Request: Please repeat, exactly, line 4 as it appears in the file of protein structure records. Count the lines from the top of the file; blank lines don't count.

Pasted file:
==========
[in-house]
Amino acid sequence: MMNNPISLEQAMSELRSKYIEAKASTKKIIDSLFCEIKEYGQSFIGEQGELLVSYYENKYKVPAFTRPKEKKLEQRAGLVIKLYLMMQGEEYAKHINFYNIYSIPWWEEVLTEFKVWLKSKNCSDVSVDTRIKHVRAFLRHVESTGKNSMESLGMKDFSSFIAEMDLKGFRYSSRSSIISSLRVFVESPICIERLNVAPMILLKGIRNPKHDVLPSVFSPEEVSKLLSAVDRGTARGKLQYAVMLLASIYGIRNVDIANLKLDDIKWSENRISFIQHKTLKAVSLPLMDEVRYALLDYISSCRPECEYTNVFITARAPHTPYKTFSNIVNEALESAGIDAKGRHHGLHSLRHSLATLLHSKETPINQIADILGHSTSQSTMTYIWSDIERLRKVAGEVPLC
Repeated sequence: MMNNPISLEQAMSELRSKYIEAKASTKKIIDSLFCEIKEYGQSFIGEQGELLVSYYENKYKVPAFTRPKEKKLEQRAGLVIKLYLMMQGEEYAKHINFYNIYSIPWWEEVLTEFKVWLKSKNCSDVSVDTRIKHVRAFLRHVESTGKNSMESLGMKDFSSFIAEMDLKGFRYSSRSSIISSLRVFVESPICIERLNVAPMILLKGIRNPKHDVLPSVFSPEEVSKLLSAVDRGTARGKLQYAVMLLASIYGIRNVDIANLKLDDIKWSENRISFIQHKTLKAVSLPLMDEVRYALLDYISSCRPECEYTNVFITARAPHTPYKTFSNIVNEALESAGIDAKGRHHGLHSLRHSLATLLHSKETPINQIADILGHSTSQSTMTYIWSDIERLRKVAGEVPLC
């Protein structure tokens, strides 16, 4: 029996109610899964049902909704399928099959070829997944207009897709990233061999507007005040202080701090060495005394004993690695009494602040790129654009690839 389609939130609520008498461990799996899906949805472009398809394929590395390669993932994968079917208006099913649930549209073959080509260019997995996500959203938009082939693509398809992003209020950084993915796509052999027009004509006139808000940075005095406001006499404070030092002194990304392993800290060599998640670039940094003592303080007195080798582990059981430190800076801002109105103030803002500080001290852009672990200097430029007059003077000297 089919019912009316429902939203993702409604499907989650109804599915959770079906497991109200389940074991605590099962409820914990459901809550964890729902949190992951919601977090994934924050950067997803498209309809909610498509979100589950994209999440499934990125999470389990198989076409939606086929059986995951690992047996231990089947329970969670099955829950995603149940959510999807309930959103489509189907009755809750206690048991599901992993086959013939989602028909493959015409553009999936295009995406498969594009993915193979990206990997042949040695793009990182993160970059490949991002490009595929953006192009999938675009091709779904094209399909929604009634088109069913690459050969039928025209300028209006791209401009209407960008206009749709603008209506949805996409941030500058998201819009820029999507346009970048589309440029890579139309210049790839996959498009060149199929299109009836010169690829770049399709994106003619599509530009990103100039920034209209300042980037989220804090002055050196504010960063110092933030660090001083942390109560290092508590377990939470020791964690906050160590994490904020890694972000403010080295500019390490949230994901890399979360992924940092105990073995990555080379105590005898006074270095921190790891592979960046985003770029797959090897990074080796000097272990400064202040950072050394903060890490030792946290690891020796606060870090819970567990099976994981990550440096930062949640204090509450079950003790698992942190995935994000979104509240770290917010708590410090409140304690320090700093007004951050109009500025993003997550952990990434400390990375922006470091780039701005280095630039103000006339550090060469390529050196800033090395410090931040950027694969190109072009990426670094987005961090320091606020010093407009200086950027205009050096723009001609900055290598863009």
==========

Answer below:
């Protein structure tokens, strides 16, 4: 029996109610899964049902909704399928099959070829997944207009897709990233061999507007005040202080701090060495005394004993690695009494602040790129654009690839 389609939130609520008498461990799996899906949805472009398809394929590395390669993932994968079917208006099913649930549209073959080509260019997995996500959203938009082939693509398809992003209020950084993915796509052999027009004509006139808000940075005095406001006499404070030092002194990304392993800290060599998640670039940094003592303080007195080798582990059981430190800076801002109105103030803002500080001290852009672990200097430029007059003077000297 089919019912009316429902939203993702409604499907989650109804599915959770079906497991109200389940074991605590099962409820914990459901809550964890729902949190992951919601977090994934924050950067997803498209309809909610498509979100589950994209999440499934990125999470389990198989076409939606086929059986995951690992047996231990089947329970969670099955829950995603149940959510999807309930959103489509189907009755809750206690048991599901992993086959013939989602028909493959015409553009999936295009995406498969594009993915193979990206990997042949040695793009990182993160970059490949991002490009595929953006192009999938675009091709779904094209399909929604009634088109069913690459050969039928025209300028209006791209401009209407960008206009749709603008209506949805996409941030500058998201819009820029999507346009970048589309440029890579139309210049790839996959498009060149199929299109009836010169690829770049399709994106003619599509530009990103100039920034209209300042980037989220804090002055050196504010960063110092933030660090001083942390109560290092508590377990939470020791964690906050160590994490904020890694972000403010080295500019390490949230994901890399979360992924940092105990073995990555080379105590005898006074270095921190790891592979960046985003770029797959090897990074080796000097272990400064202040950072050394903060890490030792946290690891020796606060870090819970567990099976994981990550440096930062949640204090509450079950003790698992942190995935994000979104509240770290917010708590410090409140304690320090700093007004951050109009500025993003997550952990990434400390990375922006470091780039701005280095630039103000006339550090060469390529050196800033090395410090931040950027694969190109072009990426670094987005961090320091606020010093407009200086950027205009050096723009001609900055290598863009």